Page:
Iowa Wrestling Puts Six In B1G Tournament Finals, Leads Team Race By 15

By RossWB on March 7, 2021 at 9:39 am
GO HAWKS GO
@Hawks_Wrestling (Twitter)
2 Comments

After a solid opening session, in which Iowa wrestlers went 3-0 in their opening round matches and 8-2 in the quarterfinals, Iowa followed that up with another good showing in the semifinals, going 6-2 in the semis and placing six wrestlers into Sunday's Big Ten Tournament finals. Here's a quick summary of Iowa's semifinal performers: 

WEIGHT WINNER RESULT LOSER
125 #1 Spencer Lee FALL (0:23) #5 Rayvon Foley (Michigan State)
133 #2 Austin DeSanto DEC (5-4) #3 Lucas Byrd (Illinois)
141 #1 Jaydin Eierman DEC (7-1) #4 Chad Red (Nebraska)
157 #2 Kaleb Young DEC (3-2 TB2) #3 Brayton Lee (Minnesota)
165 #1 Alex Marinelli DEC (2-0) #4 Cameron Amine (Michigan)
174 #1 Michael Kemerer DEC (4-2) #4 Logan Massa (Michigan) 
197 #2 Myles Amine (Michigan) DEC (3-1 SV) #3 Jacob Warner
285 #2 Mason Parris (Michigan) FALL (0:48) #2 Tony Cassioppi

Spencer Lee answered any concerns anyone might have had about his quarterfinal win with an exclamation point on Saturday night, taking Foley down off the whistle and almost immediately putting him on his back for a pin. Not even 30 seconds and Lee was already on to the Big Ten finals. Incredible. Lee's quick pin tied for the quickest-ever by an Iowa wrestler at the Big Ten Tournament (a record also tied by Tony Cassioppi earlier in the day on Saturday). 

Austin DeSanto followed up an unusually low-energy quarterfinal victory with a struggle in the semis, too. He edged out Byrd 5-4 on the basis of three escapes and a takedown. He seemed bothered throughout the match by issues with a finger, which looked like it may have been dislocated early on. That's definitely not a great ailment for a wrestler who relies on his grip as much as DeSanto does. Hopefully a good night's rest and some time with the trainer has him ready to go; DeSanto will need to be much better than he's been so far in this tournament to knock off Roman Bravo-Young in the finals.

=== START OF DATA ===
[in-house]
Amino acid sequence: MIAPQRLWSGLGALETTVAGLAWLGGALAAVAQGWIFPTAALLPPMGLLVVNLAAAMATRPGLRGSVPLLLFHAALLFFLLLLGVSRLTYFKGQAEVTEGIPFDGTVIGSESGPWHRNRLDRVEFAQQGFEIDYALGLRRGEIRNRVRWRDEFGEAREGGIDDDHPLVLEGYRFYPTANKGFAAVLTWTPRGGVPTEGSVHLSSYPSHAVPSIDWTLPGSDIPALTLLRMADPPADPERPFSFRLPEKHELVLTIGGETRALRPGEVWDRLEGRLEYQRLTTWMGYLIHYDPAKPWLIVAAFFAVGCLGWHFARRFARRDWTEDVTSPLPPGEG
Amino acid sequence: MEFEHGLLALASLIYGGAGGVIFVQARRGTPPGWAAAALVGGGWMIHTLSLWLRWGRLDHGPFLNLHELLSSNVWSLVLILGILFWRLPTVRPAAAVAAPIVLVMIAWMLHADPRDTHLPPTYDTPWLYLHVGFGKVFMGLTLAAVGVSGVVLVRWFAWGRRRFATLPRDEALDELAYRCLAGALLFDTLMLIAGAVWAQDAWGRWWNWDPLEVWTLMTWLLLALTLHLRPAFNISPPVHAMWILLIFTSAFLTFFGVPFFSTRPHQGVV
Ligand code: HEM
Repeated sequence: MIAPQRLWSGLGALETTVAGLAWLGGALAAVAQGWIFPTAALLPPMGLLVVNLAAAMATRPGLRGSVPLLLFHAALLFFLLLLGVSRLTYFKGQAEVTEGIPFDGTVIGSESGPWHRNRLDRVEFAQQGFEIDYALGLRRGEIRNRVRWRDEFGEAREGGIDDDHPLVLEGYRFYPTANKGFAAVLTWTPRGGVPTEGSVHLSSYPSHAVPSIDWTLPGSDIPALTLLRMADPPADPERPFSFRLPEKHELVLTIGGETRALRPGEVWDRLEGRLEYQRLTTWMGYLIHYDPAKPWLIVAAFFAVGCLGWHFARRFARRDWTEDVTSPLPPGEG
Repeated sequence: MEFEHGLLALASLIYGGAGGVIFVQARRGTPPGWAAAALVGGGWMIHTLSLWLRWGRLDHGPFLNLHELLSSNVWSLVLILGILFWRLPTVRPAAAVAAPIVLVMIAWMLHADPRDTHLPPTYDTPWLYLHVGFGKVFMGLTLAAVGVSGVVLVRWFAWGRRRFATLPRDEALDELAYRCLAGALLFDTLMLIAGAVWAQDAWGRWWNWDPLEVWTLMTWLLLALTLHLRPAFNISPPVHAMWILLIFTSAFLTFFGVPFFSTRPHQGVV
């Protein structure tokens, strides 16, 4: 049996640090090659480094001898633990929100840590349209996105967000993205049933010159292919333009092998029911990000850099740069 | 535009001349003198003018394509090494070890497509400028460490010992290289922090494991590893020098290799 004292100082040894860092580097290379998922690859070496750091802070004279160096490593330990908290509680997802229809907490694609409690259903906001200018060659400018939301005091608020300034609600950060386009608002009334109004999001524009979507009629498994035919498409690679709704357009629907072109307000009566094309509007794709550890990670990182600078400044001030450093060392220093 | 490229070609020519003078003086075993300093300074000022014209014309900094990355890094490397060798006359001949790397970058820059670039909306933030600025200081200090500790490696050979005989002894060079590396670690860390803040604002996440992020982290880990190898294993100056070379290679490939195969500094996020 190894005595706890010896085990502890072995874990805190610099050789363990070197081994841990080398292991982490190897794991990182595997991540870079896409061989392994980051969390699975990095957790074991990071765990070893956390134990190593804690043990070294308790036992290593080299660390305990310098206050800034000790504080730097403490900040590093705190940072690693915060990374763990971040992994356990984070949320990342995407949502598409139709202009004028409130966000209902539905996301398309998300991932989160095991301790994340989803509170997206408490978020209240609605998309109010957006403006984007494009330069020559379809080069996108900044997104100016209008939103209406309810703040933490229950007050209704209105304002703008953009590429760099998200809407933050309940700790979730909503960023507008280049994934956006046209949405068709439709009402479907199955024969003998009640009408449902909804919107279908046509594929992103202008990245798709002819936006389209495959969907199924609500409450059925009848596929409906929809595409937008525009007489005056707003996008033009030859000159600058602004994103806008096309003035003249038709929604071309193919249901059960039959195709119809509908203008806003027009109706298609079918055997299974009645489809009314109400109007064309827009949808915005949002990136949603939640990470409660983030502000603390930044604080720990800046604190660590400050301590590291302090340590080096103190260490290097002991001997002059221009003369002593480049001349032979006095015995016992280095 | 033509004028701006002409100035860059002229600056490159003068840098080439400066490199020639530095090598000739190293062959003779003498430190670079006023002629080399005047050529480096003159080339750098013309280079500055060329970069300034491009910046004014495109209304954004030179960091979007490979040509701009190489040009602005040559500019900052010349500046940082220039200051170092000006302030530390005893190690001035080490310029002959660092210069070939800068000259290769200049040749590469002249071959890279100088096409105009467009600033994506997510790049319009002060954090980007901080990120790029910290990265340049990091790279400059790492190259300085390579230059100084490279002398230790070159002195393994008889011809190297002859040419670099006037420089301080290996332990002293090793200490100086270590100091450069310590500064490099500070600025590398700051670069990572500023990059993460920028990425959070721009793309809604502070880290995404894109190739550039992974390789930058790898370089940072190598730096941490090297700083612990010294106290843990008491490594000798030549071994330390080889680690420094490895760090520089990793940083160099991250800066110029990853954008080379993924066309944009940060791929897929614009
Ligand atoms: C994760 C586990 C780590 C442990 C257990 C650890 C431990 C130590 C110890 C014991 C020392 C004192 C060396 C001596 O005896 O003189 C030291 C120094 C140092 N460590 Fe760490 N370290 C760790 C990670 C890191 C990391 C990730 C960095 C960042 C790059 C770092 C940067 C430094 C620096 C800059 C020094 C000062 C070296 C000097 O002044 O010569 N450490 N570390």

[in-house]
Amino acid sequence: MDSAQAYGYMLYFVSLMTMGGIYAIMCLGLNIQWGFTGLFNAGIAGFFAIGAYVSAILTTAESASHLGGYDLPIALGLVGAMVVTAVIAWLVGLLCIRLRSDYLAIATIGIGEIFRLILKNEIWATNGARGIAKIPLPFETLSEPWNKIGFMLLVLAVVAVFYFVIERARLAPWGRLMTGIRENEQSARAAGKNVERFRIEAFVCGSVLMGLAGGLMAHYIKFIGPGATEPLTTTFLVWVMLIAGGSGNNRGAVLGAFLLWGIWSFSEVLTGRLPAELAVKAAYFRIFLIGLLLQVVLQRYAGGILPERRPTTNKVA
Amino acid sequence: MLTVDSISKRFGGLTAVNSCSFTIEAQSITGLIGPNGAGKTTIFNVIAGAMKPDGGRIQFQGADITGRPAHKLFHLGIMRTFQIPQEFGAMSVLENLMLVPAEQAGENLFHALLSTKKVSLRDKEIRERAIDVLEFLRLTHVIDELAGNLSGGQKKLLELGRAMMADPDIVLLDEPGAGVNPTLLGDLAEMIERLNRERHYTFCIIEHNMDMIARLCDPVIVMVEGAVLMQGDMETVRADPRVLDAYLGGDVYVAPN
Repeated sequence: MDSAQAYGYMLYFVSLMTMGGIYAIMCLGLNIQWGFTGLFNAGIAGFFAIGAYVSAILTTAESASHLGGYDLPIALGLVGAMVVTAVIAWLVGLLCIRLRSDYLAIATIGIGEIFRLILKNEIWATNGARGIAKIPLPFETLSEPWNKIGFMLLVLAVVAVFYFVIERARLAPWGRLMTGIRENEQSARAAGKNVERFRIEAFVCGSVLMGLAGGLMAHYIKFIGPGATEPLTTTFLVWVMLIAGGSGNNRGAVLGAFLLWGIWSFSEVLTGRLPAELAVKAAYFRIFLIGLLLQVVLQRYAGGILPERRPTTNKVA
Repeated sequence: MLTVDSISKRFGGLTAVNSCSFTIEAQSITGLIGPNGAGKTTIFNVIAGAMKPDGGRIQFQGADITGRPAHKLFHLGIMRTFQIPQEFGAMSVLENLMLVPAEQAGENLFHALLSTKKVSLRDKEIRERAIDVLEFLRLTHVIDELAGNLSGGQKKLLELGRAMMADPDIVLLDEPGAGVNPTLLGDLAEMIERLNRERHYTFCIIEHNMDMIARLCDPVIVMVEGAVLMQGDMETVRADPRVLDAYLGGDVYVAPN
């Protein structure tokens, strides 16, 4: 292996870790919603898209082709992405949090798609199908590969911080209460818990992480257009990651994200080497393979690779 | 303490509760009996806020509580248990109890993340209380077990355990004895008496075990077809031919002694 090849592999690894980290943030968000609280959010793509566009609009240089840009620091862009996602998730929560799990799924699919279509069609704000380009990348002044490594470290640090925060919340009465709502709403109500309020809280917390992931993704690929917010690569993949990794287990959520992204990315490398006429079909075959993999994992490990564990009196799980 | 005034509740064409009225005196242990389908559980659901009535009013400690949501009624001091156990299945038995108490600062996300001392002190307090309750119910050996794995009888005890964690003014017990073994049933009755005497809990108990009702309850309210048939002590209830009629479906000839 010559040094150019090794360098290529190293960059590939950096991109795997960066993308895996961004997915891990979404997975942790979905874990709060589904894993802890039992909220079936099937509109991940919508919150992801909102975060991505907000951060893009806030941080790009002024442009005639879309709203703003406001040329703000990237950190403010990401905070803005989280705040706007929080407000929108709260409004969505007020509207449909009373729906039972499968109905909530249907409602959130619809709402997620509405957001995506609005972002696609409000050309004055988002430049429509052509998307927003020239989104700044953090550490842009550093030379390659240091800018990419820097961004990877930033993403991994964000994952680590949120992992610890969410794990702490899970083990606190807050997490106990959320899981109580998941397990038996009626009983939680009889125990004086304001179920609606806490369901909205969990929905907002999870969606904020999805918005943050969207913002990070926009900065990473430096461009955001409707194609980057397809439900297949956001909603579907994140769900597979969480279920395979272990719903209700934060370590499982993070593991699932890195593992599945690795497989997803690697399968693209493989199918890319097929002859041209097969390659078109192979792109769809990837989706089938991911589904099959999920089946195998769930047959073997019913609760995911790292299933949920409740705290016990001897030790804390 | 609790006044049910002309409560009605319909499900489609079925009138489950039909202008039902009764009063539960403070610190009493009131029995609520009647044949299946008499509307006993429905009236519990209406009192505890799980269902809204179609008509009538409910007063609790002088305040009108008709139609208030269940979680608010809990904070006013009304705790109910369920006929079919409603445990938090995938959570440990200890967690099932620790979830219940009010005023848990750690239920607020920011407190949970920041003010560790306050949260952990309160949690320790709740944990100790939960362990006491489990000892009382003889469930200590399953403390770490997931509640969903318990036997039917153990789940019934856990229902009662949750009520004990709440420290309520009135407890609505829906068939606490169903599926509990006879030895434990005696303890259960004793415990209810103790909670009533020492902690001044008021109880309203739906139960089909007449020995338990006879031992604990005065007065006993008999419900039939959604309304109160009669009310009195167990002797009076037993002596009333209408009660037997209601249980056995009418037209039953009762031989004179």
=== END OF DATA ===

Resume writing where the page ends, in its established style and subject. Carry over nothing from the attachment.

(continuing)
Jaydin Eierman fell behind early before coming back for an 8-4 win over Chad Red at the dual meet earlier this year. After a cagey first period, Eierman blew open the rematch in the Big Ten Tournament in the second and third periods, running out to a 7-1 victory behind some of the improbable takedowns we've come to expect from Eierman. His scrambling is world-class and his ability to score from such unusual positions (and to be so punishing from the top position) is still breathtaking. 

Iowa picked up wins from its next two semifinalists, Kaleb Young and Alex Marinelli, but neither man provided much (or anything) in the way of offensive fireworks. Young won 3-2 off a pair of escapes and a tiebreaker point in a match that went the full distance (three periods, two sudden victories, and two sets of tiebreaker periods) but featured nothing in the way of memorable action. It seemed to be 15 minutes of each waiting for the other man to make a mistake and neither man willing to commit. It was thoroughly dull. Marinelli's match didn't drag into any overtime periods, but he won 2-0 on an escape and a riding time point. It was workmanlike and effective, but didn't feature much in the way of potent offensive action that we've come to expect from Marinelli matches.